- Other government help. The federal government's First Home Super Saver Scheme lets you make extra contributions to your superannuation, pay less tax and then use the money as part of your deposit. The First Home Loan Deposit Scheme will allow a limited number of first home buyers to save 10% deposits and get homes without needing to pay LMI. It comes into effect in January 2020.
Watch: How much should you save to buy a house?
More helpful guides for hopeful first home buyers
- Using super for a home deposit
- How to find a cheap home loan
- Tips for first home buyers
- Calculate how much you can borrow
Compare home loan options for first home buyers
*The loans in the table above may also be available for non-first home buyers. But first home buyers may find these loans useful because many have low interest rates or max insured LVRs above 80%, meaning you can get them with a smaller deposit.
More guides on Finder
Can I use my super to buy a house?
How a self-managed super fund can help, plus options for first-time buyers explained.
Get a home loan without genuine savings
It is possible to get a low deposit home loan using gifts or other money. But you'll probably need genuine savings too.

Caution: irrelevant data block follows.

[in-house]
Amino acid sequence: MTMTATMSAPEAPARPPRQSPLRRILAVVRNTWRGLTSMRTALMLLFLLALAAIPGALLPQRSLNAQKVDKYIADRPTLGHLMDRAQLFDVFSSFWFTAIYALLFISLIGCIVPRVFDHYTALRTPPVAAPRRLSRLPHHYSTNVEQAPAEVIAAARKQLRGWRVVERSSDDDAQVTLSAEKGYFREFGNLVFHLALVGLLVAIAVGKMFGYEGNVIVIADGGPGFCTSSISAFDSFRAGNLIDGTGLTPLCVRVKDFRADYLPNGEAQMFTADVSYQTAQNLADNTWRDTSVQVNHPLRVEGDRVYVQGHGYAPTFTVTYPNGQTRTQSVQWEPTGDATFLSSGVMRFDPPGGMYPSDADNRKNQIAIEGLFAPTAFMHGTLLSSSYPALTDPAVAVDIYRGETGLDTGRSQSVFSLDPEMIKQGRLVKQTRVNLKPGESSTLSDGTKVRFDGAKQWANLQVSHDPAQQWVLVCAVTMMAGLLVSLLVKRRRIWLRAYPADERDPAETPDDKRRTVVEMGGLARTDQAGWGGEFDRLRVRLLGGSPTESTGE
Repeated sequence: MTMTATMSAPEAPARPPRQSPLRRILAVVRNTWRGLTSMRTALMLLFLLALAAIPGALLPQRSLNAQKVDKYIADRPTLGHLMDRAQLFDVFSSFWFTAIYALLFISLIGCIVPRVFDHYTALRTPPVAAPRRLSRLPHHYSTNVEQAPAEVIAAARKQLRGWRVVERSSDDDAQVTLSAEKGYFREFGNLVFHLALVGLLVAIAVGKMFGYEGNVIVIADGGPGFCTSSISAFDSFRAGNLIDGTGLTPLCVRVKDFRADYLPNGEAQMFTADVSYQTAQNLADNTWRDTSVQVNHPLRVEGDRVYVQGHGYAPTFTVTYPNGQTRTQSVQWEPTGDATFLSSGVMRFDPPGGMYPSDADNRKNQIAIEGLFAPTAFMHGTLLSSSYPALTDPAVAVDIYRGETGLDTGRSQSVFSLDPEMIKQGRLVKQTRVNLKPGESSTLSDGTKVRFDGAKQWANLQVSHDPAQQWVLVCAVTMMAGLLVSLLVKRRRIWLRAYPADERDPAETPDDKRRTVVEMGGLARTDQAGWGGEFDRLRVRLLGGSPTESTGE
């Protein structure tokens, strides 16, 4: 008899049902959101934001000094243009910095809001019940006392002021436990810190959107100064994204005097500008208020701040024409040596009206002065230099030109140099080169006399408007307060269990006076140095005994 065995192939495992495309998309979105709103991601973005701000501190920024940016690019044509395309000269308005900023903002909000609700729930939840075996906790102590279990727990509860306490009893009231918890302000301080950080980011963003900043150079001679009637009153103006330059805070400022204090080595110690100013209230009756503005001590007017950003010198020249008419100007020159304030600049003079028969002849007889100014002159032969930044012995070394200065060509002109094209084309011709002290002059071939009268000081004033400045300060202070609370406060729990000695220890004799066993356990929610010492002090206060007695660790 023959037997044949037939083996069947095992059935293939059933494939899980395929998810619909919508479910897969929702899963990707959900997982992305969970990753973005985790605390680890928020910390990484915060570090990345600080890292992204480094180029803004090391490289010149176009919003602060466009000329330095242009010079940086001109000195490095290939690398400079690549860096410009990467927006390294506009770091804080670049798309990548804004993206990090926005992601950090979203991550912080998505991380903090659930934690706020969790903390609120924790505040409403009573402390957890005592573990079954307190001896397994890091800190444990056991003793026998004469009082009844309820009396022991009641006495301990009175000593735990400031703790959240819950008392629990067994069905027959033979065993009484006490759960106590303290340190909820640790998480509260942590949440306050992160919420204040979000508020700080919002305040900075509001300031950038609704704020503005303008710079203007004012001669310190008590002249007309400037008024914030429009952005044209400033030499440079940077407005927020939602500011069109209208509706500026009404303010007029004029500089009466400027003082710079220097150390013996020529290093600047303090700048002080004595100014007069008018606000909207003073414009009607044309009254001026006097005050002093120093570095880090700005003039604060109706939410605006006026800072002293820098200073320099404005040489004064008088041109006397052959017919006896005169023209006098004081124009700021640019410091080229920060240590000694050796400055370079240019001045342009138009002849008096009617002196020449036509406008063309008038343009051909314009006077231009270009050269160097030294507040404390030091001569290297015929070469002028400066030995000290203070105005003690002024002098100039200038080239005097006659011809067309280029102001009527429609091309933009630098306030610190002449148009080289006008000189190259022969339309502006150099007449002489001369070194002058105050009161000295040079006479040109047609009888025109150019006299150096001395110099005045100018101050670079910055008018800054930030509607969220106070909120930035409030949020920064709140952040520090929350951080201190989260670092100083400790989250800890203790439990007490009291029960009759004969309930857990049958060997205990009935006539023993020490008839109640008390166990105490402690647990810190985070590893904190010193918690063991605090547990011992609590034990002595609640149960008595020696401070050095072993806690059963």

How much do I need for a home loan deposit?
Find out how much deposit you need to qualify for a home loan in Australia.
The benefits of having a larger deposit
The larger your deposit, the better your chances of getting your home loan approved. Find out the other benefits of a larger deposit and how to save one up.
Deposit bonds benefit purchasers who do not have readily available access to a cash deposit or would prefer not to use their own cash.
Single parent home loans with Centrelink payments
If you're a single parent buying a home, you may be able to use Centrelink payments to supplement your income.
Using a cash gift for a home loan deposit
With properties hovering around all-time record-high prices it is becoming increasingly common for family members to help out first home-buyers to get their first step onto the real estate ladder.